Lady Cassidy's RetortMature

Lady Cassidy

Mairim was always the virgin. Her ‘no sex’ policy was cataclysmically Catholic, and the only thing remotely Catholic about her views, its genesis being a mystery to me. There was nothing wrong was her life of seclusion, aside possibly from the fact that her estate deserved more attention than that of a Lady and her servants, the few of them there were, but there was a part of me that was concerned for Mairim’s lack of desire. She had always been a temperate squib, but to put herself out of display when everything around her was the best of a display (surely if one has the money, one should proclaim it so?) was close to madness.

Our lives had been that way since birth. I, the elder, willed myself to flirt into the company of others, be they necessary to my advancement of not. I liked to talk; Mairim liked to play dumb. When we were teenagers, we had the most of differences. Mairim became slowly introverted to an extreme where she would spend hours staring into her thoughts, fingers interlocking with their air. On the other hand, I began to shine. First, there was the captaincy of the Lacrosse team, next the chance at being Head Girl. Naturally, I declined. It wouldn’t be appropriate to be seen to have achieved the post through relations; though he cared not for the title he would soon inherit, I doubted that the school would be proud to display the fact that the Head Students were shagging.

I remember once upon a time, when Mairim had spouted long sentences of what she thought was elegant English. As soon as she entered that school, however... It was as if the one trigger of change in her life had sent a silence to consume her. From that moment on, she could be found in the library, her head deep in some Philosophy book.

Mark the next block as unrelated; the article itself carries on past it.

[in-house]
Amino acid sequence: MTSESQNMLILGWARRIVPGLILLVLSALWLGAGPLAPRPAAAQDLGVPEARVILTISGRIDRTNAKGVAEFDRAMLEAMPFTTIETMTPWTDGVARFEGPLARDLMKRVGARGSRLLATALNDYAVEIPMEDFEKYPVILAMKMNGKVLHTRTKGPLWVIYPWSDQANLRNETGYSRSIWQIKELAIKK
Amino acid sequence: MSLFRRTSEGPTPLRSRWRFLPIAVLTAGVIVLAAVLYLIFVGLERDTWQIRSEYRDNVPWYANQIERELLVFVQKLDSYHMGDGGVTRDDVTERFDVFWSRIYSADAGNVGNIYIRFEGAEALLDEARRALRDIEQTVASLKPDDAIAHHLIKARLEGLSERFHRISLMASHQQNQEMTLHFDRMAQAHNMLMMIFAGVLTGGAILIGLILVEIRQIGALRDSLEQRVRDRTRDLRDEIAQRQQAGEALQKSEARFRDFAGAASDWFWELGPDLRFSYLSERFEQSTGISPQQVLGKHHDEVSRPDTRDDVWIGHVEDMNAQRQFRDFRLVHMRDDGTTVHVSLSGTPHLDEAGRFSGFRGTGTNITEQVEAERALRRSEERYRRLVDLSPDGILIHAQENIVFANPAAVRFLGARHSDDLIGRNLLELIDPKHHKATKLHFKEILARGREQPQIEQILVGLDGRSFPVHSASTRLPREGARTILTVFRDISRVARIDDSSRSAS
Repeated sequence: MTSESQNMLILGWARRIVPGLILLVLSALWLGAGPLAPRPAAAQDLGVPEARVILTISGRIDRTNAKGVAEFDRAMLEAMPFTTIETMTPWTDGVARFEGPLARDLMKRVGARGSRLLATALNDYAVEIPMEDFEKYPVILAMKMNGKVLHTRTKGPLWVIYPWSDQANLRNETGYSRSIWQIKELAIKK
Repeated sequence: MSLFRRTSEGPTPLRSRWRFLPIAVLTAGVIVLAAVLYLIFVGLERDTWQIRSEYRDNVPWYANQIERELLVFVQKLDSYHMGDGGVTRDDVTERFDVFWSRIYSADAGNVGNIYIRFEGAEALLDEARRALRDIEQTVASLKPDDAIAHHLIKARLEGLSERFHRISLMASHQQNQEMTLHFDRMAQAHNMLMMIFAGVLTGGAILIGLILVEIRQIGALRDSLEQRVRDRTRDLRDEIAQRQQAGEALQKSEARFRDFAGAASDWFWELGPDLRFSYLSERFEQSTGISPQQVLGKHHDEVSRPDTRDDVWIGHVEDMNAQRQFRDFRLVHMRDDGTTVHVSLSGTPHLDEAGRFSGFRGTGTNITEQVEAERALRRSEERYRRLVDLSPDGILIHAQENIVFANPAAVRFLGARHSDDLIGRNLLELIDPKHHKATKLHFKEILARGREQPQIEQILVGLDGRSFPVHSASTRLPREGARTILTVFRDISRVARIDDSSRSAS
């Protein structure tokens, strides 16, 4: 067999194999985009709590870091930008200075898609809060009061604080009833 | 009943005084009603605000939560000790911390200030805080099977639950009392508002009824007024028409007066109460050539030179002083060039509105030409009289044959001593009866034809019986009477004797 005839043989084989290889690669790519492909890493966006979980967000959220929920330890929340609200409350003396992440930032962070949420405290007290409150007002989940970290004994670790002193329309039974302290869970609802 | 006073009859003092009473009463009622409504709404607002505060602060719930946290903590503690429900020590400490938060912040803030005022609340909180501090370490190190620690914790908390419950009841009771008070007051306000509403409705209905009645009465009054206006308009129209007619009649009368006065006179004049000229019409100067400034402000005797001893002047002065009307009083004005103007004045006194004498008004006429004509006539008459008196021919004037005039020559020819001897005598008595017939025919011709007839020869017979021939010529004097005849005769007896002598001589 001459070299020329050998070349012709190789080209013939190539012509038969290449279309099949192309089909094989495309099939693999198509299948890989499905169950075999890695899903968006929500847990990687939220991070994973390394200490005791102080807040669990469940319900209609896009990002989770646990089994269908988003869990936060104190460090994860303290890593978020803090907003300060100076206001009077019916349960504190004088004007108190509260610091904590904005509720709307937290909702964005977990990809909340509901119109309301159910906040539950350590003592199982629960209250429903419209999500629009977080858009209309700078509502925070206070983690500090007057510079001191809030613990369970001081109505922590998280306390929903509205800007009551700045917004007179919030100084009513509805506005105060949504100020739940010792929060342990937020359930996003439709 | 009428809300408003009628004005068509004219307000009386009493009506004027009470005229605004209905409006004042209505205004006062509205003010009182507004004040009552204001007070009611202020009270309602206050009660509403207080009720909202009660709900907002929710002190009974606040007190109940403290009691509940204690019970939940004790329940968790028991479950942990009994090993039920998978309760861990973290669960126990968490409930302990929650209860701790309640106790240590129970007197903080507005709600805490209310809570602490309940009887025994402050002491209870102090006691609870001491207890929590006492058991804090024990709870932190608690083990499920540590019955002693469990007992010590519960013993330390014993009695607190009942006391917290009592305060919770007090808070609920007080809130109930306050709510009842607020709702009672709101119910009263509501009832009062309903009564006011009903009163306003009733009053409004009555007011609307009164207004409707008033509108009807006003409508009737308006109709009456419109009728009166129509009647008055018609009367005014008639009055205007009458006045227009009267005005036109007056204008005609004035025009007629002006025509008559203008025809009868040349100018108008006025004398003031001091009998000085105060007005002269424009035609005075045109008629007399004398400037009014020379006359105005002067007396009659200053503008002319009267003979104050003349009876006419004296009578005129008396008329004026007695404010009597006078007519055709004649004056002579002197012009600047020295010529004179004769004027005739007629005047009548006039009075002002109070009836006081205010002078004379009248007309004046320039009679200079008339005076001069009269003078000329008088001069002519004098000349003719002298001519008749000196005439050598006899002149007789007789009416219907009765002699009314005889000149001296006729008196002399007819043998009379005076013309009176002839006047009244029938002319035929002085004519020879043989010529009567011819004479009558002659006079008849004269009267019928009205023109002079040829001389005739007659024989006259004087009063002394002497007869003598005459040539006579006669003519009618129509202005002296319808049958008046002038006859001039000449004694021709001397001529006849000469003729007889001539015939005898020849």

Of course, it went on to prove the right move for her. Her studies of the sky and of the frantic desires of the human minds were possibly what she was known for, far more than the title she had inherited when she had turned eighteen. Despite my follies, I had already joined union with someone who I knew would do better for me, money-wise, than I would for him. Not a former Head Boy, nor a politician, he simply lived as proud Lord, rather like I supposed I would soon be, even without marrying him. I had considered a life of leisure already definite. And so the conditional clause of my mother’s will was my downfall: the remaining estate of Lady DeStanlia to go to her daughters equally after their eighteenth birthday; should one marry into lineage before the time of death, the estate shall go to the bachelorette; should both marry: the estate shall be split in a way befitting, that those less well-off should gain the most.

My mother was always picky with her rules; it was always my opinion (duly rejected by Geoffrey, my beloved) that my mother had altered the will on learning of my engagement; her joy being placed with that of silent Mairim, and her success in education.

Mairim also liked to travel. It was patronage and ‘missionarianism’ that mother’s brother, newly Marquised, said began the trail of Mairim’s illnesses. It was overwork and being out in those dastardly poor countries. It was the change in weather, the excuses for meals. Never did he remark the obvious: it was fate, her penitence for taking the birth-right that was mine. As a matter of course, I never wanted my sister to fall so ill that she was on her deathbed by the time she turned thirty-eight...but there was some pleasure inside me that rejoiced in the fact of her demise. It would have meant, I had always assumed, that I would have gained the final piece of my inheritance.

Well, imagine my shock, when I was presented with merely words and those material flashes of a title! ‘Short-changed’ might not cut into the deep fury that resided over me those weeks after Mairim’s funeral. Yet, there was something more, another piece that lingered over my mind, followed up with headache after headache.

I didn’t think that my sister told me everything. I would have, however, thought that she would consider me a confidante in any important motion of her life. Mairim was always meant to be the virgin. So how could she have a child, mysteriously concealed from us all when she had been a part of society’s eyes for so very long? And what gave either of them the right to take away the estate which so naturally belonged to me?

The End

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